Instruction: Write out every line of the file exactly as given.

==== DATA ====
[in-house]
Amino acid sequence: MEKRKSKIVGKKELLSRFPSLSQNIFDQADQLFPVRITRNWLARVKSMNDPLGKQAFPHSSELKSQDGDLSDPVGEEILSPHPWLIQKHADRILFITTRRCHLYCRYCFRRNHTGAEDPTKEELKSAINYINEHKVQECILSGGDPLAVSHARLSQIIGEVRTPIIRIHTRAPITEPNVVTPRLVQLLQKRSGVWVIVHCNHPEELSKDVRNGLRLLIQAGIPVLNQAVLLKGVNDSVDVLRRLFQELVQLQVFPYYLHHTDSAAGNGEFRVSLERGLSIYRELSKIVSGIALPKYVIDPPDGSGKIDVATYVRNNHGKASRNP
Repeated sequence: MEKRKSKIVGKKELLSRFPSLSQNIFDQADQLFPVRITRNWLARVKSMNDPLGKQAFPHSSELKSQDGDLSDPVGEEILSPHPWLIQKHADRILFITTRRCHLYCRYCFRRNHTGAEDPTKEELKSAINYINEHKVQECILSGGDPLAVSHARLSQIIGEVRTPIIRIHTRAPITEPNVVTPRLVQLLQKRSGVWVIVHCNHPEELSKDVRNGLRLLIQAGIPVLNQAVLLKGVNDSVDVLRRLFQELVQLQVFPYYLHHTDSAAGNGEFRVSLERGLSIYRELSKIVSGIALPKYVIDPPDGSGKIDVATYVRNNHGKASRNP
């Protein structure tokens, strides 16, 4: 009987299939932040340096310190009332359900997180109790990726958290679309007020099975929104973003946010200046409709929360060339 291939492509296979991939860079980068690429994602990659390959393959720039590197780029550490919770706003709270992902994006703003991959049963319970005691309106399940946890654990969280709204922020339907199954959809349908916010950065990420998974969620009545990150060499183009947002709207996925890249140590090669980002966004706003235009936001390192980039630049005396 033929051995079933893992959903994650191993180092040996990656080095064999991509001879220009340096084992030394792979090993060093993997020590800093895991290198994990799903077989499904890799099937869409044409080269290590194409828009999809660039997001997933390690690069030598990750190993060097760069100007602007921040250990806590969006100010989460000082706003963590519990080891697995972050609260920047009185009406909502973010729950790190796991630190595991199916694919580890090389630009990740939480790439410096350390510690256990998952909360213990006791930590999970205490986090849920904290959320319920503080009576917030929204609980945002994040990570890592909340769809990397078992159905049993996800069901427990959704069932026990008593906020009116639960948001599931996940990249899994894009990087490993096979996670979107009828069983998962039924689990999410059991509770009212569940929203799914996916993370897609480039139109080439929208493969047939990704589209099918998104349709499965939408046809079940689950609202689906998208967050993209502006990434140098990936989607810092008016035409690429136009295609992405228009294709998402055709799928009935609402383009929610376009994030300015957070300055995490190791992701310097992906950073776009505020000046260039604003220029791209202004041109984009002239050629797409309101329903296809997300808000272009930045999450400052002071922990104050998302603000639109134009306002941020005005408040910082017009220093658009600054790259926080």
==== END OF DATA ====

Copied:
[in-house]
Amino acid sequence: MEKRKSKIVGKKELLSRFPSLSQNIFDQADQLFPVRITRNWLARVKSMNDPLGKQAFPHSSELKSQDGDLSDPVGEEILSPHPWLIQKHADRILFITTRRCHLYCRYCFRRNHTGAEDPTKEELKSAINYINEHKVQECILSGGDPLAVSHARLSQIIGEVRTPIIRIHTRAPITEPNVVTPRLVQLLQKRSGVWVIVHCNHPEELSKDVRNGLRLLIQAGIPVLNQAVLLKGVNDSVDVLRRLFQELVQLQVFPYYLHHTDSAAGNGEFRVSLERGLSIYRELSKIVSGIALPKYVIDPPDGSGKIDVATYVRNNHGKASRNP
Repeated sequence: MEKRKSKIVGKKELLSRFPSLSQNIFDQADQLFPVRITRNWLARVKSMNDPLGKQAFPHSSELKSQDGDLSDPVGEEILSPHPWLIQKHADRILFITTRRCHLYCRYCFRRNHTGAEDPTKEELKSAINYINEHKVQECILSGGDPLAVSHARLSQIIGEVRTPIIRIHTRAPITEPNVVTPRLVQLLQKRSGVWVIVHCNHPEELSKDVRNGLRLLIQAGIPVLNQAVLLKGVNDSVDVLRRLFQELVQLQVFPYYLHHTDSAAGNGEFRVSLERGLSIYRELSKIVSGIALPKYVIDPPDGSGKIDVATYVRNNHGKASRNP
């Protein structure tokens, strides 16, 4: 009987299939932040340096310190009332359900997180109790990726958290679309007020099975929104973003946010200046409709929360060339 291939492509296979991939860079980068690429994602990659390959393959720039590197780029550490919770706003709270992902994006703003991959049963319970005691309106399940946890654990969280709204922020339907199954959809349908916010950065990420998974969620009545990150060499183009947002709207996925890249140590090669980002966004706003235009936001390192980039630049005396 033929051995079933893992959903994650191993180092040996990656080095064999991509001879220009340096084992030394792979090993060093993997020590800093895991290198994990799903077989499904890799099937869409044409080269290590194409828009999809660039997001997933390690690069030598990750190993060097760069100007602007921040250990806590969006100010989460000082706003963590519990080891697995972050609260920047009185009406909502973010729950790190796991630190595991199916694919580890090389630009990740939480790439410096350390510690256990998952909360213990006791930590999970205490986090849920904290959320319920503080009576917030929204609980945002994040990570890592909340769809990397078992159905049993996800069901427990959704069932026990008593906020009116639960948001599931996940990249899994894009990087490993096979996670979107009828069983998962039924689990999410059991509770009212569940929203799914996916993370897609480039139109080439929208493969047939990704589209099918998104349709499965939408046809079940689950609202689906998208967050993209502006990434140098990936989607810092008016035409690429136009295609992405228009294709998402055709799928009935609402383009929610376009994030300015957070300055995490190791992701310097992906950073776009505020000046260039604003220029791209202004041109984009002239050629797409309101329903296809997300808000272009930045999450400052002071922990104050998302603000639109134009306002941020005005408040910082017009220093658009600054790259926080």